I am delighted to join the Board of Champions of the Finger Lakes STEM Hub. As the long-time president of Wells College in Aurora, along the shore of beautiful Cayuga Lake, I am well aware of the need for quality education in science, technology, engineering and math across the spectrum of higher education. Here in the Finger Lakes region we have an especially rich and diverse mix of educational institutions and a wealth of knowledge. Our challenge, of course, is to translate our commitment to STEM education, our capacity for excellent teaching, and our potential for transformative learning, to broad and effective action. I believe in joining together in this collaborative coalition, we have the best chance of creating systemic improvements and for STEM education. I look forward to working with this dynamic group of educators and leaders for the benefit of our students and our communities.
Note: This is fifth in a series of posts by members of the Finger Lakes STEM hub Steering Committee and Board of Champions. Dr. Kavanaugh was a speaker at the Finger Lakes STEM Hub Launch on May 10th, 2012. Below is the transcript of her presentation.
This is an exciting moment for regional K-12 education. The Hub is one of the most promising supports in our mission to assure all students are college and career-ready. At a time when local employers are being forced to leave STEM-related jobs unfilled, school districts and colleges share a mandate in providing students with pathways and experiences that lead to a more vibrant future. Together, we face a new-era Sputnik-type of imperative to change the course of education.
STEM education is a catalyst for a new tomorrow because it can engage, excite and empower. It can lift up learning because it challenges students to think critically, collaborate and solve complex problems. It can inspire because it is built on forging four meaningful connections. Here is what I mean:
#1) Connections with the Real World – Nothing is more motivating for learners than when rolling up their sleeves to do hands-on experiences that are relevant to their interests and to their future opportunities. For example: Solving authentic environmental problems or interning in local businesses – this is STEM!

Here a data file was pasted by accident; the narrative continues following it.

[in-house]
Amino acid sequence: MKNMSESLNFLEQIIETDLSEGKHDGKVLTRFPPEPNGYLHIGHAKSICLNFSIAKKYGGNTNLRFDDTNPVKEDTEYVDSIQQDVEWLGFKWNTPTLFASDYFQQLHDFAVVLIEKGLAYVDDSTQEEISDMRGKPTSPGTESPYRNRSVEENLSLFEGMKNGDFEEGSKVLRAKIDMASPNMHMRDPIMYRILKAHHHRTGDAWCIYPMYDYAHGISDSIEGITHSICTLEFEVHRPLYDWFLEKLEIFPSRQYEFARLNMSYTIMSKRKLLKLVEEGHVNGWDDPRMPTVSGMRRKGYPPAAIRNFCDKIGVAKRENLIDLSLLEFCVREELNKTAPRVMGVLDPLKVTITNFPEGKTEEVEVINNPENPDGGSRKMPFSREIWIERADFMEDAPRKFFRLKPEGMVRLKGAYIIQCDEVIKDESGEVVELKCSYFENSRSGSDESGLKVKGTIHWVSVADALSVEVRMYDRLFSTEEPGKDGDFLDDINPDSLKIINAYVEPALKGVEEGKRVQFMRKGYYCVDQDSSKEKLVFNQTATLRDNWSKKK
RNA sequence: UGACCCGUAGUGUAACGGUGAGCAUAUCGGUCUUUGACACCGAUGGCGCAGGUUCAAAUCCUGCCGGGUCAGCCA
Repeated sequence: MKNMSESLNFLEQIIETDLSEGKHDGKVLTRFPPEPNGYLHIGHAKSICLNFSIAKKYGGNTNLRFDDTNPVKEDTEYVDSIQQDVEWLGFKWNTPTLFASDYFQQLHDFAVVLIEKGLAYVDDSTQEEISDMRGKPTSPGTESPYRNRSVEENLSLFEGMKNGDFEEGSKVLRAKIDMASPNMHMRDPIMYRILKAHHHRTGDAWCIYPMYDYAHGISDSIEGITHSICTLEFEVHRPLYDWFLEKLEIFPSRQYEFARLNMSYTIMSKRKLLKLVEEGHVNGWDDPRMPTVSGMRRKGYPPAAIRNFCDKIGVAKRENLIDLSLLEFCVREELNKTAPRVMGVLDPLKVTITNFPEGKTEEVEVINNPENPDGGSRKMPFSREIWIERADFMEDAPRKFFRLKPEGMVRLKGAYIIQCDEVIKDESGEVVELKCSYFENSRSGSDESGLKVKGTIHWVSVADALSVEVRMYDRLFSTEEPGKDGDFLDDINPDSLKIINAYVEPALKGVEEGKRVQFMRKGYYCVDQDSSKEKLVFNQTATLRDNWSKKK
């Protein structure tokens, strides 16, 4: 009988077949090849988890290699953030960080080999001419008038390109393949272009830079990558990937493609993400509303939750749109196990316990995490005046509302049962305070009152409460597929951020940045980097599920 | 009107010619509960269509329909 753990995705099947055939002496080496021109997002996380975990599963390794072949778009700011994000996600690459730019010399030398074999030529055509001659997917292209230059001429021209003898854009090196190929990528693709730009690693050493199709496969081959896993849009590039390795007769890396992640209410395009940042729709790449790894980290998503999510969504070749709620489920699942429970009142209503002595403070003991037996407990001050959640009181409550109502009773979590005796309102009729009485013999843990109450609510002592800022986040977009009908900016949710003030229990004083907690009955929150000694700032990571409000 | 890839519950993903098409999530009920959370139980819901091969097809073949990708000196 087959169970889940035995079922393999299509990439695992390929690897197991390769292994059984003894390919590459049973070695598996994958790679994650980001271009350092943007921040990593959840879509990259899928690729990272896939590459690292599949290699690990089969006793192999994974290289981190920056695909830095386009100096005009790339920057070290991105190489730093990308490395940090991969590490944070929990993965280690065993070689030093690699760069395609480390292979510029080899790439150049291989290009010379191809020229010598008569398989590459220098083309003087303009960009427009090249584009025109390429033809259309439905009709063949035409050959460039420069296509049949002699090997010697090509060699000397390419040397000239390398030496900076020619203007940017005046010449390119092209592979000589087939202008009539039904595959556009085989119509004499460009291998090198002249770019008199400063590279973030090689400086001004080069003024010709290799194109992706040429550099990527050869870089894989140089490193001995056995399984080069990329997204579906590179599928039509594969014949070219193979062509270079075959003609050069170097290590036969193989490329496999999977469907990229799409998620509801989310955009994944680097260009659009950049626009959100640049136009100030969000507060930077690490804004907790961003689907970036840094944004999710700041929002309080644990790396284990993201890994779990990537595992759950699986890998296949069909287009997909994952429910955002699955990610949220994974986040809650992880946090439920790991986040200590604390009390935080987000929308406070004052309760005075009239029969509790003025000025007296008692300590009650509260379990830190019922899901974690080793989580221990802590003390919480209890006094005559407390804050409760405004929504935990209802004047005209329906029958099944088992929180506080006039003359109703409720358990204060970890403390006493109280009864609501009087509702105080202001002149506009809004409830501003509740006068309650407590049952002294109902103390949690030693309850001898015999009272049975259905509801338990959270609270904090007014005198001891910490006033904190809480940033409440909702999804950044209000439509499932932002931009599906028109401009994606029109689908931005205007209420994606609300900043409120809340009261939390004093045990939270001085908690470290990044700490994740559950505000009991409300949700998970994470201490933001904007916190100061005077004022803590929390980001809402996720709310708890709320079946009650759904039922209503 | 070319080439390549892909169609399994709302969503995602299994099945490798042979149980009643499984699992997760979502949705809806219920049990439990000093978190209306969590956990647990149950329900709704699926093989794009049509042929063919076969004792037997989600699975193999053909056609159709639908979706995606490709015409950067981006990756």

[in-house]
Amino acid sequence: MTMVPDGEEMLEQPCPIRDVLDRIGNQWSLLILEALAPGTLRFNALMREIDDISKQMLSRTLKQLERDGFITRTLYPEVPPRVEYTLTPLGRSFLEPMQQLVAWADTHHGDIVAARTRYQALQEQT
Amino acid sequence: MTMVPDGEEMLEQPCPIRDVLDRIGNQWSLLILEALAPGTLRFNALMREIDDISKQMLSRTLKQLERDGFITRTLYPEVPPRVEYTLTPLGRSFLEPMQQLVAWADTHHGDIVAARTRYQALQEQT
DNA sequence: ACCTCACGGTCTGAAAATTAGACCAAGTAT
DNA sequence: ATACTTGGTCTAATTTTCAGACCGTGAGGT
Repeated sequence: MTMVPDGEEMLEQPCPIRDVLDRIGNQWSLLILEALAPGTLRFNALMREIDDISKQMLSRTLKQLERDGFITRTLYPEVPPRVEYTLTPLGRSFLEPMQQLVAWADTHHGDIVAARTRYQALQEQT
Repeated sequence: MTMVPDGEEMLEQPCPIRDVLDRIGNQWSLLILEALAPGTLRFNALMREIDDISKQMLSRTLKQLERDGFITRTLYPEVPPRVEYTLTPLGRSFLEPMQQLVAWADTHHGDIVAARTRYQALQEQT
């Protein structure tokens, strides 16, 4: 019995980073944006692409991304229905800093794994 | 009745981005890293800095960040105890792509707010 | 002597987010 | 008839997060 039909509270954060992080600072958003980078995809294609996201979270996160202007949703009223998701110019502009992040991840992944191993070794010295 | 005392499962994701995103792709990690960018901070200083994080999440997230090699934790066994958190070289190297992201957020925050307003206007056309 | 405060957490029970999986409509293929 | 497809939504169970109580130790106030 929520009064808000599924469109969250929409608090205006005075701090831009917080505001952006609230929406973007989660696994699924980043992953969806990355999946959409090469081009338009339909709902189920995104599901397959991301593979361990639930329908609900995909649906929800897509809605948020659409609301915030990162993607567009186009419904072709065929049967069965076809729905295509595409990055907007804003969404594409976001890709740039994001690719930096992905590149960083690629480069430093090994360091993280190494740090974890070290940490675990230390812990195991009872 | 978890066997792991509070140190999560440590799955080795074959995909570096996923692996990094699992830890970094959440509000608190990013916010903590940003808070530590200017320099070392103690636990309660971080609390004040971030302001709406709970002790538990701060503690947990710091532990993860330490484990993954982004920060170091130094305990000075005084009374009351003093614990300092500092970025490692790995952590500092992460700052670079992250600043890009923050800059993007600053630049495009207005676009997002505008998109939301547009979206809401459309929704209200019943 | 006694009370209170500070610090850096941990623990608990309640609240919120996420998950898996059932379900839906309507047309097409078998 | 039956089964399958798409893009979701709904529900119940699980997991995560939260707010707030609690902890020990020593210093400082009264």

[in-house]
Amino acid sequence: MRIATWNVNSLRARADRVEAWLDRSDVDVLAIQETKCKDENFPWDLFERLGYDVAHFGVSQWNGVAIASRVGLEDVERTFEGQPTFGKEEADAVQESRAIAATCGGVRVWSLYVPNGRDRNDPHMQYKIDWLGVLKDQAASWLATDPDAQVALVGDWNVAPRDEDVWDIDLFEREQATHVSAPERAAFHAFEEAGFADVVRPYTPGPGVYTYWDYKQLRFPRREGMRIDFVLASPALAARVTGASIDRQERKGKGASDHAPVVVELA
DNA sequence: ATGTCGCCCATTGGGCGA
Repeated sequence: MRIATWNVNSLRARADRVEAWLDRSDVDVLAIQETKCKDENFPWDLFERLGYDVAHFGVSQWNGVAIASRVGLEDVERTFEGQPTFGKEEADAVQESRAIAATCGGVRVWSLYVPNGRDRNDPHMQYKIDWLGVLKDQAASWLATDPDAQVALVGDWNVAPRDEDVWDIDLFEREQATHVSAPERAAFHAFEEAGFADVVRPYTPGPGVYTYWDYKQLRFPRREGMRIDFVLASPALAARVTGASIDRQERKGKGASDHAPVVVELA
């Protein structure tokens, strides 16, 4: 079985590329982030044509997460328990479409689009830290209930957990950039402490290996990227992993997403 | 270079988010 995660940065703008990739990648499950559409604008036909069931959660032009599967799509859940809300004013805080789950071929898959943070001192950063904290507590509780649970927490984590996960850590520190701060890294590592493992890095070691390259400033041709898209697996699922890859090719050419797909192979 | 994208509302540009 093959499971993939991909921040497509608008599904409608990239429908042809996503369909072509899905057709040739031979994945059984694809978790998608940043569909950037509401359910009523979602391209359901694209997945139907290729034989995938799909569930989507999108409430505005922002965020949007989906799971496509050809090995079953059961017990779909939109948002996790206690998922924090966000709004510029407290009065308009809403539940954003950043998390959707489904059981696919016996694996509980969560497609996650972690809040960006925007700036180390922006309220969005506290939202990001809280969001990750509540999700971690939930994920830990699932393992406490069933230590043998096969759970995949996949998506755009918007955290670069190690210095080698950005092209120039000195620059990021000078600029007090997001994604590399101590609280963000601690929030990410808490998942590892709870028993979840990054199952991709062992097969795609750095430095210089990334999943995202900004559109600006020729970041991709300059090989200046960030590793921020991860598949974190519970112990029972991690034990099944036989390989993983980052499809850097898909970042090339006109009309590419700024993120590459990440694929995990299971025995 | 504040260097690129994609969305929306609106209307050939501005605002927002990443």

#2) Connections across Content Areas – Students are involved in solving complex problems when they can design new solutions and explore innovations by applying knowledge broadly across subject boundaries. For example: Robotics competitions – this is STEM!
#3) Connections with Higher Standards – STEM learning is rigorous and aligned with industry standards as well as state and national core curriculum and the newly-released Next Generation National Science Standards. For example: the Hub’s plan to inspire student created video productions based on inquiry and media literacy, as seen in the Hub’s Video – this is STEM!
#4) Connections with Business and Community – STEM learning requires the active involvement of leaders and enlightened volunteers across economic sectors. For example: partnerships that support learning with the Rochester Museum & Science Center, Siemens and Xerox – this is STEM!
The Hub is poised to provide schools support for professional development, and sharing of innovative practices. This gives us hope and great promise. A recent Hub-sponsored tour of an East Syracuse school district is an example of the work of the Hub in building local capacity through valuable networking.
On behalf of K-12 educators, we call on each of you to join us in making STEM education a local covenant for building a better future.
Michelle Kavanaugh is a member of the Finger Lakes STEM hub Steering Committee.